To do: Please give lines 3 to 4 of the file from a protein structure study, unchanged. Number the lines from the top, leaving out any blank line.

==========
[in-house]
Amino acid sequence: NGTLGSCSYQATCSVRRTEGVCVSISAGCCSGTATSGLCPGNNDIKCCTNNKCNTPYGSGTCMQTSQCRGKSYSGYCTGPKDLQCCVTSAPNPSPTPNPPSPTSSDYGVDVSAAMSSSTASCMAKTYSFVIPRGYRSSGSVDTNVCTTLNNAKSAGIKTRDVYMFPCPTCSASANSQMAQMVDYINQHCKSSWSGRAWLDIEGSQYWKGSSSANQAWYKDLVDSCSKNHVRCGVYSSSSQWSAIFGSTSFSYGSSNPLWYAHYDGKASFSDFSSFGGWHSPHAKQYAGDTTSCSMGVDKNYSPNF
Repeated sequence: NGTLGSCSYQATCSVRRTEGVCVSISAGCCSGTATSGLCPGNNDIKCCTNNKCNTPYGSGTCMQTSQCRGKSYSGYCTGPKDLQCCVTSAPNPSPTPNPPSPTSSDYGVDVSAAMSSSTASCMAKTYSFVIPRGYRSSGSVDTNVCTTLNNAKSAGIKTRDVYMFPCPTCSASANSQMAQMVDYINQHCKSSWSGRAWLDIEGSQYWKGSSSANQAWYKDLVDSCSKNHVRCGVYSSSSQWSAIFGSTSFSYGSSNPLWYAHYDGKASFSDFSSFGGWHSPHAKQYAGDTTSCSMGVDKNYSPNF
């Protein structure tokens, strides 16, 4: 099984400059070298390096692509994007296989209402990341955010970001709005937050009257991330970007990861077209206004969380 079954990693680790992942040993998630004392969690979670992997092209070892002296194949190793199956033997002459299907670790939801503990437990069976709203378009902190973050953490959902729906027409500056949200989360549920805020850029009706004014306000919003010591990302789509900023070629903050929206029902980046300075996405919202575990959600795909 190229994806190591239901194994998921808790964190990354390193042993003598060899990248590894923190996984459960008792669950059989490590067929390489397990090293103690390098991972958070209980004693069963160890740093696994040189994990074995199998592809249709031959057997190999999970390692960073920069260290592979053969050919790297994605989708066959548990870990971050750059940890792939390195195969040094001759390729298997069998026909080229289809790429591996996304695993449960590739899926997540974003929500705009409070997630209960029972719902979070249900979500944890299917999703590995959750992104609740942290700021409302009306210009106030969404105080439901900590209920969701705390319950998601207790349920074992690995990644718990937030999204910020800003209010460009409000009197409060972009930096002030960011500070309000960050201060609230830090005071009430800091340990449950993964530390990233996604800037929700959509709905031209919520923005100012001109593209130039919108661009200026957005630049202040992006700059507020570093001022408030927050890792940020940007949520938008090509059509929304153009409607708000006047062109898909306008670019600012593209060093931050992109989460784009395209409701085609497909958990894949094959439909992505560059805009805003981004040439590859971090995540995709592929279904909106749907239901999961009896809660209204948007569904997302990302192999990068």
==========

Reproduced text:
Repeated sequence: NGTLGSCSYQATCSVRRTEGVCVSISAGCCSGTATSGLCPGNNDIKCCTNNKCNTPYGSGTCMQTSQCRGKSYSGYCTGPKDLQCCVTSAPNPSPTPNPPSPTSSDYGVDVSAAMSSSTASCMAKTYSFVIPRGYRSSGSVDTNVCTTLNNAKSAGIKTRDVYMFPCPTCSASANSQMAQMVDYINQHCKSSWSGRAWLDIEGSQYWKGSSSANQAWYKDLVDSCSKNHVRCGVYSSSSQWSAIFGSTSFSYGSSNPLWYAHYDGKASFSDFSSFGGWHSPHAKQYAGDTTSCSMGVDKNYSPNF
């Protein structure tokens, strides 16, 4: 099984400059070298390096692509994007296989209402990341955010970001709005937050009257991330970007990861077209206004969380 079954990693680790992942040993998630004392969690979670992997092209070892002296194949190793199956033997002459299907670790939801503990437990069976709203378009902190973050953490959902729906027409500056949200989360549920805020850029009706004014306000919003010591990302789509900023070629903050929206029902980046300075996405919202575990959600795909 190229994806190591239901194994998921808790964190990354390193042993003598060899990248590894923190996984459960008792669950059989490590067929390489397990090293103690390098991972958070209980004693069963160890740093696994040189994990074995199998592809249709031959057997190999999970390692960073920069260290592979053969050919790297994605989708066959548990870990971050750059940890792939390195195969040094001759390729298997069998026909080229289809790429591996996304695993449960590739899926997540974003929500705009409070997630209960029972719902979070249900979500944890299917999703590995959750992104609740942290700021409302009306210009106030969404105080439901900590209920969701705390319950998601207790349920074992690995990644718990937030999204910020800003209010460009409000009197409060972009930096002030960011500070309000960050201060609230830090005071009430800091340990449950993964530390990233996604800037929700959509709905031209919520923005100012001109593209130039919108661009200026957005630049202040992006700059507020570093001022408030927050890792940020940007949520938008090509059509929304153009409607708000006047062109898909306008670019600012593209060093931050992109989460784009395209409701085609497909958990894949094959439909992505560059805009805003981004040439590859971090995540995709592929279904909106749907239901999961009896809660209204948007569904997302990302192999990068």